par·​a·​digm | \ ˈper-ə-ˌdīm How to pronounce paradigm (audio) , ˈpa-rə- also -ˌdim \

Essential Meaning of paradigm

1 : a model or pattern for something that may be copied Her recent book provides us with a new paradigm for modern biography.
2 : a theory or a group of ideas about how something should be done, made, or thought about the Freudian paradigm of psychoanalysis a new study that challenges the current evolutionary paradigm

Full Definition of paradigm

1 : example, pattern especially : an outstandingly clear or typical example or archetype … regard science as the paradigm of true knowledge. — G. C. J. Midgley
2 : an example of a conjugation or declension showing a word in all its inflectional forms
3 : a philosophical and theoretical framework of a scientific school or discipline within which theories, laws, and generalizations and the experiments performed in support of them are formulated the Freudian paradigm of psychoanalysis broadly : a philosophical or theoretical framework of any kind

Other Words from paradigm

paradigmatic \ ˌper-​ə-​dig-​ˈma-​tik How to pronounce paradigm (audio) , ˌpa-​rə-​ \ adjective
paradigmatically \ ˌper-​ə-​dig-​ˈma-​ti-​k(ə-​)lē How to pronounce paradigm (audio) , ˌpa-​rə-​ \ adverb

Did you know?

Paradigm traces to a Greek verb meaning "to show," and has been used in English to mean "example" or "pattern" since the 15th century. Some debate exists, however, about what kind of example qualifies as a paradigm. Some people say it's a typical example, while others insist it must be an outstanding or perfect example. The scientific community has added to the confusion by using it to mean "a theoretical framework," a sense popularized by American scientist Thomas S. Kuhn in the second edition of his influential book The Structure of Scientific Revolutions, published in 1970. In that work, Kuhn admitted that he had used paradigm in 22 different ways. Some usage commentators now advise avoiding the term entirely on the grounds that it is overused.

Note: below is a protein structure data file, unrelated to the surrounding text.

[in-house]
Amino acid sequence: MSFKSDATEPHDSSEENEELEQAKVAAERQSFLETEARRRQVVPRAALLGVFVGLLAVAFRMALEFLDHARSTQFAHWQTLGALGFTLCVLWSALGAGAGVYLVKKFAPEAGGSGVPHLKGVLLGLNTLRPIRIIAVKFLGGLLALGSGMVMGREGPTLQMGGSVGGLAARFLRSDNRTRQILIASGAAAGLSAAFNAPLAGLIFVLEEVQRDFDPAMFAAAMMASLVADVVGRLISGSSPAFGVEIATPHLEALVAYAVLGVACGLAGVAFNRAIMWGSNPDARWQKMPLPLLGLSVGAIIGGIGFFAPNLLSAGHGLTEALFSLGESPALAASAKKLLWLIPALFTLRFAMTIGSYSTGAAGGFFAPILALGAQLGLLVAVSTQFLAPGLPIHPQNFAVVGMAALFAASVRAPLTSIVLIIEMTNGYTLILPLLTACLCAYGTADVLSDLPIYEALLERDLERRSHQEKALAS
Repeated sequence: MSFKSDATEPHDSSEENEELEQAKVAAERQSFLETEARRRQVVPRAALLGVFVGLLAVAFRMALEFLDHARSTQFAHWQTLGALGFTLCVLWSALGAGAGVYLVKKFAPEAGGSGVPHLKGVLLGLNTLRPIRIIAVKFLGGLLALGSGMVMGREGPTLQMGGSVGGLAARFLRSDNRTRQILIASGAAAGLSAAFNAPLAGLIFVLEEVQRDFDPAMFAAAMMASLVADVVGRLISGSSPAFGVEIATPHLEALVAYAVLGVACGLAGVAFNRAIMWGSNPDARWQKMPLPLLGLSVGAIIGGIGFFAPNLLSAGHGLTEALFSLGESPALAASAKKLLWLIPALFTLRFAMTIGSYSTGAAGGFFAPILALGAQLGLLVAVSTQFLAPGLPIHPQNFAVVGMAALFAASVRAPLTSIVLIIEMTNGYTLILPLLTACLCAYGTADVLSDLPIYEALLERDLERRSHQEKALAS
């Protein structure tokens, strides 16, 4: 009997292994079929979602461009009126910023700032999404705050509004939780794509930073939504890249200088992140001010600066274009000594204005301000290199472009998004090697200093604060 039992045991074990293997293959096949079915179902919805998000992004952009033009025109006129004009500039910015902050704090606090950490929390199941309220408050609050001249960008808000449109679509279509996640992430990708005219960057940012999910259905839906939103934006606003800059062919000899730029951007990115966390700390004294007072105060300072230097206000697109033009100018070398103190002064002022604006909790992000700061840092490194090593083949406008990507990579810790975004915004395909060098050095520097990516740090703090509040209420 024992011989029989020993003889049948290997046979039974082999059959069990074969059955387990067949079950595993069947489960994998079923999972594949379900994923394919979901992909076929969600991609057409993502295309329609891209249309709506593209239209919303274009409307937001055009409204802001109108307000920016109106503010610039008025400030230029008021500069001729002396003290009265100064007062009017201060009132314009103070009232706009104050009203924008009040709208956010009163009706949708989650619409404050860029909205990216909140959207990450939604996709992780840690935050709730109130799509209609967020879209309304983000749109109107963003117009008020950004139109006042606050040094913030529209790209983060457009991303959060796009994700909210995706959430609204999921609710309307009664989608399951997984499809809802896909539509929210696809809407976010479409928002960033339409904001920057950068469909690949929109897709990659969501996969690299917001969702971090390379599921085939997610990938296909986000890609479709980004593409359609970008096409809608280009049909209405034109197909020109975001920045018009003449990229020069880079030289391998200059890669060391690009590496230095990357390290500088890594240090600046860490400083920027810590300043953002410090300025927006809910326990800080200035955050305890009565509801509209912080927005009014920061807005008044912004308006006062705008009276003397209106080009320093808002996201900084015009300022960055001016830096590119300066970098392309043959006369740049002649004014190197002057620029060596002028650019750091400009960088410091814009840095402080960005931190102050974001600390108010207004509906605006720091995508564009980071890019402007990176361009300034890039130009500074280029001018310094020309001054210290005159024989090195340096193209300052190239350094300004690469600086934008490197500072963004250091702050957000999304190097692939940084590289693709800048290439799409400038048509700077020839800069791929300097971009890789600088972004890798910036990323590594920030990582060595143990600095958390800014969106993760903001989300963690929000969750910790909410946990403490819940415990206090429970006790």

Examples of paradigm in a Sentence

And the paradigm of a thing to be philosophical about is death. — Jim Holt, New York Times Book Review, 15 Feb. 2009 Such problems drive home a critical flaw in the paradigm of energy independence—namely, that energy isn't a zero-sum game anymore. — Paul Roberts, Mother Jones, May/June 2008 That the biomedical paradigm of single cause and single disease was a chimera was well understood by even its most vigorous advocates. — Allan M. Brandt, The Cigarette Century, 2007 Her recent book provides us with a new paradigm for modern biography. the Freudian paradigm of psychoanalysis a new study that challenges the current evolutionary paradigm
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Recent Examples on the Web Moving from massive, on-prem data centers to the cloud presents a future filled with possibilities but also a level of risk due to the various unknowns within this significant paradigm shift. Derek Swanson, Forbes, 5 Jan. 2022 Still, if nothing else, the go-ahead from the continent's top bureaucracy is a symbolic endorsement of the potential of hybrid wines, and an acknowledgement that climate change will require a major paradigm shift in global winemaking. Esther Mobley, San Francisco Chronicle, 16 Dec. 2021 That forced a paradigm shift in the health care industry, which had a cultural clash with the tech industry’s move-fast-and-break-things ethos. Dan Catchpole, Fortune, 2 Dec. 2021 Two decades or so downstream from the political and historical paradigm shift of the 1960s, that began to change. New York Times, 9 Nov. 2021 The adoption of this new technology is creating a paradigm shift in how money flows through the entertainment industry’s ecosystem. Solo Ceesay, Rolling Stone, 1 Oct. 2021 Elliot shared my feeling that human composting’s greater promise is its potential to occasion a paradigm shift in our relationship to all life. Lisa Wells, Harper's Magazine, 28 Sep. 2021 Virtual-first providers like Workit and Bicycle Health are working to invert this paradigm by bringing equitable, personal addiction treatment to areas currently underserved by providers. Jonathan Bush, STAT, 10 Dec. 2021 The employers who succeed will do so by innovating within this new paradigm — not by trying to will the old one back into existence. Gil Becker, Forbes, 9 Dec. 2021

These example sentences are selected automatically from various online news sources to reflect current usage of the word 'paradigm.' Views expressed in the examples do not represent the opinion of Merriam-Webster or its editors. Send us feedback.

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First Known Use of paradigm

15th century, in the meaning defined at sense 1

History and Etymology for paradigm

Late Latin paradigma, from Greek paradeigma, from paradeiknynai to show side by side, from para- + deiknynai to show — more at diction

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The first known use of paradigm was in the 15th century

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Last Updated

13 Jan 2022

Cite this Entry

“Paradigm.” Dictionary, Merriam-Webster, Accessed 24 Jan. 2022.

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